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Thursday, 30 October 2003
Page: 17406


Senator Brown asked the Minister representing the Attorney-General and the Minister representing the Minister for Veterans' Affairs, upon notice, on 4 September 2003:

Are there any instances or circumstances in which the Government has instructed solicitors acting on its behalf in matters relating to military compensation, to claim legal privilege and to withhold any medical reports generated at their request, which substantiate claimants' statements about injury or illness caused whilst in the service of Australia's armed services; if so, what is the Government's rationale for directing solicitors acting on its behalf to withhold information generated at the Government's own request favourable to the claimant serviceman or woman; if not, what action will the Government take to stop this practice which denies justice to Australia's servicemen and women.


Senator Vanstone (Minister for Immigration and Multicultural and Indigenous Affairs and Minister Assisting the Prime Minister for Reconciliation) —The Minister for Science has provided the following answer to the honourable senator's question:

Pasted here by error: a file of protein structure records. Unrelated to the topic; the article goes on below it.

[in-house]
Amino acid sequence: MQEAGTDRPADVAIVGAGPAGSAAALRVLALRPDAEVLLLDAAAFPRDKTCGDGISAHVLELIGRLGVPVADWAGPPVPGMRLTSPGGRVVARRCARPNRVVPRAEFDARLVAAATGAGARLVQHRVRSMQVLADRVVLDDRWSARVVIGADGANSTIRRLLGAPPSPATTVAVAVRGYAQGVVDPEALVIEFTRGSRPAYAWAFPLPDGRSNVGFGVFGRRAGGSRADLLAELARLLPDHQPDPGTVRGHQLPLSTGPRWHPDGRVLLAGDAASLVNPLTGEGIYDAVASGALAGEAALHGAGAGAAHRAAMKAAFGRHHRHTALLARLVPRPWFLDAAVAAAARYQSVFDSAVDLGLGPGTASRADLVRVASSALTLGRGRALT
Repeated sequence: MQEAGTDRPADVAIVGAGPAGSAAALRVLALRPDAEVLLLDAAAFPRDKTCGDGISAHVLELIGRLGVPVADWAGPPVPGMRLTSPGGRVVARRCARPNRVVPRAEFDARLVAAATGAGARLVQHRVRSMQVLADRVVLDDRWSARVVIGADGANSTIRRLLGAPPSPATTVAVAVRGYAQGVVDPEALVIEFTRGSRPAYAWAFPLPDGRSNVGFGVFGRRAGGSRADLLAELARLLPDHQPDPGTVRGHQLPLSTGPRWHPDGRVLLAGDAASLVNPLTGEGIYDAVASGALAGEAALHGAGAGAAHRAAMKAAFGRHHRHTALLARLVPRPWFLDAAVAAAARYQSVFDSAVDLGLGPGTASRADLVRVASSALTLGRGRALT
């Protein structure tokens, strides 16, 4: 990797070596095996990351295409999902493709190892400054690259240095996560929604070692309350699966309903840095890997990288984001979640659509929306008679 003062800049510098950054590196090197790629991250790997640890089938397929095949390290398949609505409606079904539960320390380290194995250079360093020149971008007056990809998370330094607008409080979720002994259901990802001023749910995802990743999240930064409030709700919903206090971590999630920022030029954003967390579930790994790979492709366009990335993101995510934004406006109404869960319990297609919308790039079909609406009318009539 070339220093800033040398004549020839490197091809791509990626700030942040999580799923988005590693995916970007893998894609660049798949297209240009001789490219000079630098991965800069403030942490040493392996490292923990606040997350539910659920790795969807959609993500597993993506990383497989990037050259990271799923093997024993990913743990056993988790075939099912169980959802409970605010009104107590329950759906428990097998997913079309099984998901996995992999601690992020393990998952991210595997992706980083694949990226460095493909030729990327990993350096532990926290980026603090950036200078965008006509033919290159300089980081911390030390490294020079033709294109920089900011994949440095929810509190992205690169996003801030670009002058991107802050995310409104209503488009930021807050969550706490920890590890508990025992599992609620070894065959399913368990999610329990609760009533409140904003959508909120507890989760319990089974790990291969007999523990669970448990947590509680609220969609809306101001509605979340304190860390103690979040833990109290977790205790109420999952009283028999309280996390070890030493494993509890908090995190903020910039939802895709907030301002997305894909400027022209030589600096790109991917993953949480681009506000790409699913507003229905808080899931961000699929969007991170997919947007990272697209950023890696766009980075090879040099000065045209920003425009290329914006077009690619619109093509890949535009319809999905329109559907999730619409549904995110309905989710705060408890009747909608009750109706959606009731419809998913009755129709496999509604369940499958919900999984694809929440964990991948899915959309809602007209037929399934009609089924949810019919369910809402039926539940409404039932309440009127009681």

My portfolio responsibilities include the defence of common law actions arising out of the British nuclear testing programme conducted in Australia in the 1950s and 1960s.

I understand that there have been approximately 80 such legal proceedings instituted against the Commonwealth by ex-servicemen going back to about 1988. Given the immensity of documentation involved, I am not prepared to commit the substantial departmental resources required to meet this request.

The previous Attorney-General's `Legal Services Directions', which Commonwealth agencies must comply with, require agencies to conduct litigation in accordance with legal principle and practice, which includes acting in the Commonwealth's financial interest to defend fully and firmly claims brought against the Commonwealth where a defence is properly available. I understand that there is no legal obligation for one litigant to provide a medico-legal report it has obtained to the other litigant, unless the report is to be used by it as evidence at the hearing of the case.

My Department has informed me that there is one current legal proceeding in which its solicitors (the Australian Government Solicitor) have obtained a medico-legal report about which no decision has yet been made as to whether or not it will be used as evidence should the matter ultimately proceed to trial. My Department has further informed me that one of its freedom of information decision-makers recently refused a request for access to this report under the Freedom of Information Act 1982 on the grounds of legal professional privilege.